Pregnancy Cholestasis


There is severe itching in pregnancy cholestasis that occurs in the second half of pregnancy. It is related to the high levels of bile acids in the mother’s blood and increased risks for the unborn baby. It is the most common pregnancy-related liver disease. It was first described by Ahlfeld in 1883.

Its frequency varies according to geographical regions. While it varies between 1 / 100000-3 / 1000 in the United States, it is seen in the frequency of 7/1000 in England and 1-2 / 100 in Scandinavia. While the frequency is 15% in Chile, its frequency is low in America, Sweden and France.


When the frequency increases;

* A history of cholestasis in previous pregnancy

* Twin pregnancies (20-22%)

* Pregnancies caused by assisted reproductive techniques (2.7%)

* Pregnancy over 35 years old

* Presence of hepatitis C

* The presence of a gallstone history in the woman herself and her family.

The causes of pregnancy cholestasis are explained by the interaction of multiple factors. Here, genetic, hormonal, environmental and nutritional factors can contribute to cholestasis.



Selenium deficiency in nutrition is thought to increase the frequency of cholestasis. Selenium; It acts as a cofactor with functional effects for most of the liver enzymes, and deficiency may produce problems with bile formation and secretion.


Genetic Factors

A number of gene mutations that affect carrier proteins in the bile ducts can affect the transport of bile acids and cause their accumulation.

In 50% of women with cholestasis in geographical regions with high frequency, cholestasis is present in family history. This supports the autosomal dominant transition in genetic transmission.


Hormonal Factors

There is a lot of natural evidence to suggest that pregnancy cholestasis may be related to estrogen and progesterone hormone levels. Here, in the second half of pregnancy, the increase in the frequency of multiple pregnancies and the repetition of bile acid height in pregnant women who had gestational cholestasis afterwards are used. All of these hormones are metabolized in the liver, and the products that appear after metabolism are thought to affect bile duct movements. There are also publications that think that the effect of progesterone is more than estrogen.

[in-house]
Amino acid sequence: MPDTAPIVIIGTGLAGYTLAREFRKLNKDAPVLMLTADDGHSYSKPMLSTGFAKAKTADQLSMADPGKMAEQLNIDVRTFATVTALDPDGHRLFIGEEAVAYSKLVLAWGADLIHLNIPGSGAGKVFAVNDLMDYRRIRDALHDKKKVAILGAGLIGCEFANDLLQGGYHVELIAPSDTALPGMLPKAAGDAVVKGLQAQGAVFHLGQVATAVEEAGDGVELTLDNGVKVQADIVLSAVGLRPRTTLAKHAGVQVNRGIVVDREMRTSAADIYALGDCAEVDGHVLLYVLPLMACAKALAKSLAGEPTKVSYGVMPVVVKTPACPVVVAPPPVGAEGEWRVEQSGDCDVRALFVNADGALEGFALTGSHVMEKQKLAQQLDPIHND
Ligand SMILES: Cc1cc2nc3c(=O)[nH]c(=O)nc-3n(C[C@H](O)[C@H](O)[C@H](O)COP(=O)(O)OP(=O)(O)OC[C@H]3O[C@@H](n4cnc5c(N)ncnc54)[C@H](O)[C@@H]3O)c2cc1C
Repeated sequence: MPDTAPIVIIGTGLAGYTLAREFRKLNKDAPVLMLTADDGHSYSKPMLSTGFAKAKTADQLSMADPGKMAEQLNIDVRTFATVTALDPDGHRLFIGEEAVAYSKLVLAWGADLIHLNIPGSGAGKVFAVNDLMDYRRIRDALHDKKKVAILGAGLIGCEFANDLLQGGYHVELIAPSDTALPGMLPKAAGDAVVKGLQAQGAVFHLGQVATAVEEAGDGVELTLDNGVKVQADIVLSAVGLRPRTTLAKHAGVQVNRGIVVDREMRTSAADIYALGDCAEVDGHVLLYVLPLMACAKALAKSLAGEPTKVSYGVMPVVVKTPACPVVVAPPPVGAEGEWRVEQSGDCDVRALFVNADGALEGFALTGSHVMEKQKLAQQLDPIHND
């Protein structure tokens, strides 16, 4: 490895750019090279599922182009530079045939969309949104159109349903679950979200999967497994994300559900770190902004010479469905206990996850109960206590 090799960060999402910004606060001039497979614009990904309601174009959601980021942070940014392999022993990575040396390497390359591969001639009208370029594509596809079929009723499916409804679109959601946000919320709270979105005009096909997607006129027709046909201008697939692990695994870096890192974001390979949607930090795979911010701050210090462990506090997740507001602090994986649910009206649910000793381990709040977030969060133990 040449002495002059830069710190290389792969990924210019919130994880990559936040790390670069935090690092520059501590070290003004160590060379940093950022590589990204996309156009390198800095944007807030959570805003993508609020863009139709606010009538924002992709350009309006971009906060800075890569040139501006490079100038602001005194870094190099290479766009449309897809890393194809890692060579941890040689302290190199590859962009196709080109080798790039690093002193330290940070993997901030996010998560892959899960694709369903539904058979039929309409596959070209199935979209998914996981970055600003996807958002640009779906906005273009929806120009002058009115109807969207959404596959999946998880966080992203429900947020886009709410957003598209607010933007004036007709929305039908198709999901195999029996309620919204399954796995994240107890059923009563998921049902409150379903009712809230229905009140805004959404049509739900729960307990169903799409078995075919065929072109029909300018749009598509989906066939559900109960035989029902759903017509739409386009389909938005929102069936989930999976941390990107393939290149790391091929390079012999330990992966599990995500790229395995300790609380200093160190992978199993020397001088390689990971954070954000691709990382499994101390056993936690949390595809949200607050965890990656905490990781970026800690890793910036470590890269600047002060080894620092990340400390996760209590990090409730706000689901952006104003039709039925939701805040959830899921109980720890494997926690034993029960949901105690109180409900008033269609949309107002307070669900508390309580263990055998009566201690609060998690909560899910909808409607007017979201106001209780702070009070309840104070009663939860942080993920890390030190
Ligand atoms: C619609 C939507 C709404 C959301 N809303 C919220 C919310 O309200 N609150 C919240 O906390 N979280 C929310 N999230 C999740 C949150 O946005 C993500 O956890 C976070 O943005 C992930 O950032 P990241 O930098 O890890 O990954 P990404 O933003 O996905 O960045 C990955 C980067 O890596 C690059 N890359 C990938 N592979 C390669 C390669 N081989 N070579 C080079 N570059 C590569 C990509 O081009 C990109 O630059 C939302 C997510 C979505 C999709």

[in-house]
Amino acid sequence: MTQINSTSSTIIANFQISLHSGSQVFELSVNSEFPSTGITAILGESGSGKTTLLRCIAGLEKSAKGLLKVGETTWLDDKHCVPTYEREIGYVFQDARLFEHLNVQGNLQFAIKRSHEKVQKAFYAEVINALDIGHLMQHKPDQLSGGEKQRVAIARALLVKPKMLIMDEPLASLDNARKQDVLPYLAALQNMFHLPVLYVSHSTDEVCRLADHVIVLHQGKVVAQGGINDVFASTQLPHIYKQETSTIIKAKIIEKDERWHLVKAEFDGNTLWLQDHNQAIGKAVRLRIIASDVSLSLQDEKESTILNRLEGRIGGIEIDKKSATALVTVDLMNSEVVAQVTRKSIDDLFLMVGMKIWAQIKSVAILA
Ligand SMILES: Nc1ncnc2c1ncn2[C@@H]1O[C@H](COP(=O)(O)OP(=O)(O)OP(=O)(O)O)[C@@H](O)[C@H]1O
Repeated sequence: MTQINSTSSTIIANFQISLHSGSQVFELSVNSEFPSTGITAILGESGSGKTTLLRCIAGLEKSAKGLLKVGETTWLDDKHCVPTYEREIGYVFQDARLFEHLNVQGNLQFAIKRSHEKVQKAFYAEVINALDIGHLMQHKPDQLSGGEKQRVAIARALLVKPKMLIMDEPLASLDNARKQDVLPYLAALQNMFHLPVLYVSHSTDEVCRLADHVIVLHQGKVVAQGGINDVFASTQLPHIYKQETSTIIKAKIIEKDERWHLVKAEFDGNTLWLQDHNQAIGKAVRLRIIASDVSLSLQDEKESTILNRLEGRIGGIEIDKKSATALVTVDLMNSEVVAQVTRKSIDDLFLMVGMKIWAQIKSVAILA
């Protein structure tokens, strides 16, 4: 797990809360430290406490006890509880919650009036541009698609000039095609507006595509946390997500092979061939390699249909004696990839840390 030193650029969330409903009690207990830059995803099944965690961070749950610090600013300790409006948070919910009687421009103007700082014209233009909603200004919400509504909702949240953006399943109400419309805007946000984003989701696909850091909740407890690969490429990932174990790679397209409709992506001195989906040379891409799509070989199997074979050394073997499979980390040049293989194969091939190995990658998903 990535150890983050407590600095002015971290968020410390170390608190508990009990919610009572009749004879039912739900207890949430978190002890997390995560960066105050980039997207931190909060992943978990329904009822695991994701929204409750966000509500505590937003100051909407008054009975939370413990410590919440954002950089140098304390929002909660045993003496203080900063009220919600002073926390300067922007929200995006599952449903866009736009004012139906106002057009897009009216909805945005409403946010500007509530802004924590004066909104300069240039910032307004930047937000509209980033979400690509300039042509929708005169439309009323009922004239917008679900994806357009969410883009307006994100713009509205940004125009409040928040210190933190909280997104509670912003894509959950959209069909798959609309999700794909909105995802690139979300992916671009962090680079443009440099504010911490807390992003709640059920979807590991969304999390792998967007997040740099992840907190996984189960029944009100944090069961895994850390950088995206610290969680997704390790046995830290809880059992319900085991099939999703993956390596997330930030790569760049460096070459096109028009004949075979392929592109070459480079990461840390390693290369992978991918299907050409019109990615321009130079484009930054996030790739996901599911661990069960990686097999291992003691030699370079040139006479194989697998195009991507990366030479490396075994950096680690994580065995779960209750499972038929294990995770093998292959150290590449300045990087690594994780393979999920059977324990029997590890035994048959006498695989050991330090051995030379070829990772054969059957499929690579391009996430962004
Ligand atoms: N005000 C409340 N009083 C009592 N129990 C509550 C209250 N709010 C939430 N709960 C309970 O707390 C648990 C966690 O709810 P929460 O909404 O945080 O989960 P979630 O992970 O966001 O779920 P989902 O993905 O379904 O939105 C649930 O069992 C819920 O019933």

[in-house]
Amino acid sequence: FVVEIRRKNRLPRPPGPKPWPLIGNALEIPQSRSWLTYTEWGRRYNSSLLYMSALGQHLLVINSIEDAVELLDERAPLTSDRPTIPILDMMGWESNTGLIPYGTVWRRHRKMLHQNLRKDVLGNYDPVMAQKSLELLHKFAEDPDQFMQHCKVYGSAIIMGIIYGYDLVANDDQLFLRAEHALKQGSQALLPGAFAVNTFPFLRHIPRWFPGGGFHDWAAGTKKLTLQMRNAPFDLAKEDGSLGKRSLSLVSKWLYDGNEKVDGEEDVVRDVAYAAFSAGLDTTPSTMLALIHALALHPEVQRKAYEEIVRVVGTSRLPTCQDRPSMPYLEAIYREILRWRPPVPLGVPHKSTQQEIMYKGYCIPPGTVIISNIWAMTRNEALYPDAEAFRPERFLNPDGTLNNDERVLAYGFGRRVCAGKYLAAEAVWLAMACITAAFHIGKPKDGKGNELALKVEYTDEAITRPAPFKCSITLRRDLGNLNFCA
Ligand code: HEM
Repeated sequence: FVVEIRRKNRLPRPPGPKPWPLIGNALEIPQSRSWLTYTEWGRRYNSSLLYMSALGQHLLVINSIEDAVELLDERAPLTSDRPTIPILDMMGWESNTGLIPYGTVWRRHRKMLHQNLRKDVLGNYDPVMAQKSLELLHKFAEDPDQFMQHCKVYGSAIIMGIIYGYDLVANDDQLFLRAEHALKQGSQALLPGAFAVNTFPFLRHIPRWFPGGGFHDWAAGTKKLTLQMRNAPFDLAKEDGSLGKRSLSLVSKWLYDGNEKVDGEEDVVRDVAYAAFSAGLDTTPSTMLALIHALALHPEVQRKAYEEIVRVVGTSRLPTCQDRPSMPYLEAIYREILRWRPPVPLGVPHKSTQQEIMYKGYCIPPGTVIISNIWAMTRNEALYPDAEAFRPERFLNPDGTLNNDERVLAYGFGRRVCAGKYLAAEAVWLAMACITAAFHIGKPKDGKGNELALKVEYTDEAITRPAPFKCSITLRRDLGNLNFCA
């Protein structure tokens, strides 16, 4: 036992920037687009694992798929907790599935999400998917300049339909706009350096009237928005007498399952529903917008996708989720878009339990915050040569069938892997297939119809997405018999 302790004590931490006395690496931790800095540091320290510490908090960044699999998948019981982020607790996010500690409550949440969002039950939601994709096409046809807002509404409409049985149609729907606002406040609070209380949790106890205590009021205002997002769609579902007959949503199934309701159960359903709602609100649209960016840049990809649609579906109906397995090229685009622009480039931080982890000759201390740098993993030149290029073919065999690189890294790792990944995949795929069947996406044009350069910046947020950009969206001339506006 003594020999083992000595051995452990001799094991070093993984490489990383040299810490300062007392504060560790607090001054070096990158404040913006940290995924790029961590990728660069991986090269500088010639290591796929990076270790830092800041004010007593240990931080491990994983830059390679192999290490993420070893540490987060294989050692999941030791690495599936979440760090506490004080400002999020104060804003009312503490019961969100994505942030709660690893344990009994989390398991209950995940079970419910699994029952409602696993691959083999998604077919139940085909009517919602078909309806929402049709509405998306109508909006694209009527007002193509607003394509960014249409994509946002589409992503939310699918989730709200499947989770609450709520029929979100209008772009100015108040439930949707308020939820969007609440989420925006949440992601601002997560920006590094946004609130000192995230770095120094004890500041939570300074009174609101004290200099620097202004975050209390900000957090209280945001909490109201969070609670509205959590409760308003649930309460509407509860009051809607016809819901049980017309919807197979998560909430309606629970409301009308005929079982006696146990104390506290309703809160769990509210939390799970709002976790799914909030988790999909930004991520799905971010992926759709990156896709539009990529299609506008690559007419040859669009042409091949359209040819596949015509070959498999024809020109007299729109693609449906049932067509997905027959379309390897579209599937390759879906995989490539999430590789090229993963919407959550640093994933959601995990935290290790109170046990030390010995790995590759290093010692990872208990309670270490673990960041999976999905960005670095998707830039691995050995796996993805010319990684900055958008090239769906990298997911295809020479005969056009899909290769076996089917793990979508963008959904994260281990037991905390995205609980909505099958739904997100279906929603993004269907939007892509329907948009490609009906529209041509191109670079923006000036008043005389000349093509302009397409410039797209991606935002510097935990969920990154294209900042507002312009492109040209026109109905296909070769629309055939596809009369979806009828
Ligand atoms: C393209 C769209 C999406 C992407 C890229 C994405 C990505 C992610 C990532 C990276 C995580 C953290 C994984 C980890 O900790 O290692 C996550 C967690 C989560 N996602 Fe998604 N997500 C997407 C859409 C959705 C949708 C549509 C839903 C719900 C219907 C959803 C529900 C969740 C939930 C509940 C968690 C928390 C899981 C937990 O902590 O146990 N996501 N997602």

The rapid disappearance of symptoms after pregnancy also supports the presence of hormonal causes.


Findings and Laboratory Assessments

The main finding is pruritus and usually occurs before laboratory findings. Itching can be widespread all day and as well, more often at night it can be seen intensely on the palms and soles of the palms. It usually occurs in the second trimester. Pruritus may also occur in the first trimester as hormone activity is high in multiple pregnancies. Jaundice occurs in only 10% of itchy pregnant women.

Hepatic function tests (transaminases) are found high in tests performed after itching.

The most sensitive marker in the diagnosis of pregnancy cholestasis is the height detected in total bile acids in serum. Apart from that, transaminases, alkaline phosphatase, gamma glutamyl transferase and bilirubins are also evaluated in the laboratory. Transaminases, called ALT and AST, increased by 2-10 folds or more. In 40% of patients, ALT may increase from 10 folds more. However, in 50% of patients, gammaglutamile transferase value increases. Also, bilirubin values can be found high in 10-20% of patients.

In differential diagnosis, viral hepatitis, HELLP Syndrome and acute fatty liver of pregnancy should be excluded. Because in this disease, the monitoring of the mother and the fetus, the course and risks of the diseases and the management of the diseases will be completely different.


Maternal Factors

In pregnancy cholestasis, a few days after the pregnancy is terminated, liver enzymes decrease and complaints are reduced. If liver enzyme elevation persists after pregnancy, this is no longer related to gestational cholestasis and other liver diseases that may lie below should be investigated.

It should be kept in mind that cholestasis may recur in the use of birth control pills after birth.

In women who had gestational cholestasis, the probability of having cholestasis in the next pregnancy was given as 45-70%.


Fetal Factors

In pregnancy cholestasis, the effects of the fetus are more important and may have bad results compared to the mother.